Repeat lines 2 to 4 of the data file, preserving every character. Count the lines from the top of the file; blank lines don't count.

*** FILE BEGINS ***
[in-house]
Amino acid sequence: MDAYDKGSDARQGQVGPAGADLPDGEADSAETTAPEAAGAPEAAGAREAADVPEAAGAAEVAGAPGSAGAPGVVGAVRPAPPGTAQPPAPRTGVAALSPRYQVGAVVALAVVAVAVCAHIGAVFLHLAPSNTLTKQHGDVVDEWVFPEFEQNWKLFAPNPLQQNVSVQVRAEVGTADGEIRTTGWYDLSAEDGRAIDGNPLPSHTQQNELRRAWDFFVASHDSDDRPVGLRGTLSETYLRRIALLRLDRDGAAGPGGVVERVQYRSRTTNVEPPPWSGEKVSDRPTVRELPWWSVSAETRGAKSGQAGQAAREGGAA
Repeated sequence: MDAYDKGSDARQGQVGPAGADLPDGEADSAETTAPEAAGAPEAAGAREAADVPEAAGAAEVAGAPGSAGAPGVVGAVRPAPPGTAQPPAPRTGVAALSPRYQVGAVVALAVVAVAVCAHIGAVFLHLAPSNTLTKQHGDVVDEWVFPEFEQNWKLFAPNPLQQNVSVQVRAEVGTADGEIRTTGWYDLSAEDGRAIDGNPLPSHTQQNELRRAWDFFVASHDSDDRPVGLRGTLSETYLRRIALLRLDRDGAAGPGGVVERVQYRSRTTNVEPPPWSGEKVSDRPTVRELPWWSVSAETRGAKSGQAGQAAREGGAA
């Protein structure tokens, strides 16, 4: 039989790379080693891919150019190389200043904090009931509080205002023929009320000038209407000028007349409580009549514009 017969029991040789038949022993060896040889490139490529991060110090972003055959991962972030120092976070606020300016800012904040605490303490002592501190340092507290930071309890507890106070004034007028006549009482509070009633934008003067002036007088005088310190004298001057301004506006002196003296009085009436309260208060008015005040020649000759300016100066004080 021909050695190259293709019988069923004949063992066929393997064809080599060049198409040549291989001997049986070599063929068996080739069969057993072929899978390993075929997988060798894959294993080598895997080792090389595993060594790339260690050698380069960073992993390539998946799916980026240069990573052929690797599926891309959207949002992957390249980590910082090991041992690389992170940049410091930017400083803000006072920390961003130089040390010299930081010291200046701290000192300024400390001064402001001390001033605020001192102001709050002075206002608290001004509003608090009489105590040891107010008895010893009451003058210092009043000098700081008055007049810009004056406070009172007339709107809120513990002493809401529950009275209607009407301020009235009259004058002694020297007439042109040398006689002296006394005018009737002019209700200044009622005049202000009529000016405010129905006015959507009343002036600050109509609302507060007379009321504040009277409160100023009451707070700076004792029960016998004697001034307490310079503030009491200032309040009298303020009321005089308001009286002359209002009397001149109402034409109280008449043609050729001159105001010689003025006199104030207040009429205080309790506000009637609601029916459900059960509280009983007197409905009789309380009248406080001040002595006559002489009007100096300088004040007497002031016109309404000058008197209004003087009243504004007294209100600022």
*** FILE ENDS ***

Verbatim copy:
Amino acid sequence: MDAYDKGSDARQGQVGPAGADLPDGEADSAETTAPEAAGAPEAAGAREAADVPEAAGAAEVAGAPGSAGAPGVVGAVRPAPPGTAQPPAPRTGVAALSPRYQVGAVVALAVVAVAVCAHIGAVFLHLAPSNTLTKQHGDVVDEWVFPEFEQNWKLFAPNPLQQNVSVQVRAEVGTADGEIRTTGWYDLSAEDGRAIDGNPLPSHTQQNELRRAWDFFVASHDSDDRPVGLRGTLSETYLRRIALLRLDRDGAAGPGGVVERVQYRSRTTNVEPPPWSGEKVSDRPTVRELPWWSVSAETRGAKSGQAGQAAREGGAA
Repeated sequence: MDAYDKGSDARQGQVGPAGADLPDGEADSAETTAPEAAGAPEAAGAREAADVPEAAGAAEVAGAPGSAGAPGVVGAVRPAPPGTAQPPAPRTGVAALSPRYQVGAVVALAVVAVAVCAHIGAVFLHLAPSNTLTKQHGDVVDEWVFPEFEQNWKLFAPNPLQQNVSVQVRAEVGTADGEIRTTGWYDLSAEDGRAIDGNPLPSHTQQNELRRAWDFFVASHDSDDRPVGLRGTLSETYLRRIALLRLDRDGAAGPGGVVERVQYRSRTTNVEPPPWSGEKVSDRPTVRELPWWSVSAETRGAKSGQAGQAAREGGAA
């Protein structure tokens, strides 16, 4: 039989790379080693891919150019190389200043904090009931509080205002023929009320000038209407000028007349409580009549514009 017969029991040789038949022993060896040889490139490529991060110090972003055959991962972030120092976070606020300016800012904040605490303490002592501190340092507290930071309890507890106070004034007028006549009482509070009633934008003067002036007088005088310190004298001057301004506006002196003296009085009436309260208060008015005040020649000759300016100066004080 021909050695190259293709019988069923004949063992066929393997064809080599060049198409040549291989001997049986070599063929068996080739069969057993072929899978390993075929997988060798894959294993080598895997080792090389595993060594790339260690050698380069960073992993390539998946799916980026240069990573052929690797599926891309959207949002992957390249980590910082090991041992690389992170940049410091930017400083803000006072920390961003130089040390010299930081010291200046701290000192300024400390001064402001001390001033605020001192102001709050002075206002608290001004509003608090009489105590040891107010008895010893009451003058210092009043000098700081008055007049810009004056406070009172007339709107809120513990002493809401529950009275209607009407301020009235009259004058002694020297007439042109040398006689002296006394005018009737002019209700200044009622005049202000009529000016405010129905006015959507009343002036600050109509609302507060007379009321504040009277409160100023009451707070700076004792029960016998004697001034307490310079503030009491200032309040009298303020009321005089308001009286002359209002009397001149109402034409109280008449043609050729001159105001010689003025006199104030207040009429205080309790506000009637609601029916459900059960509280009983007197409905009789309380009248406080001040002595006559002489009007100096300088004040007497002031016109309404000058008197209004003087009243504004007294209100600022």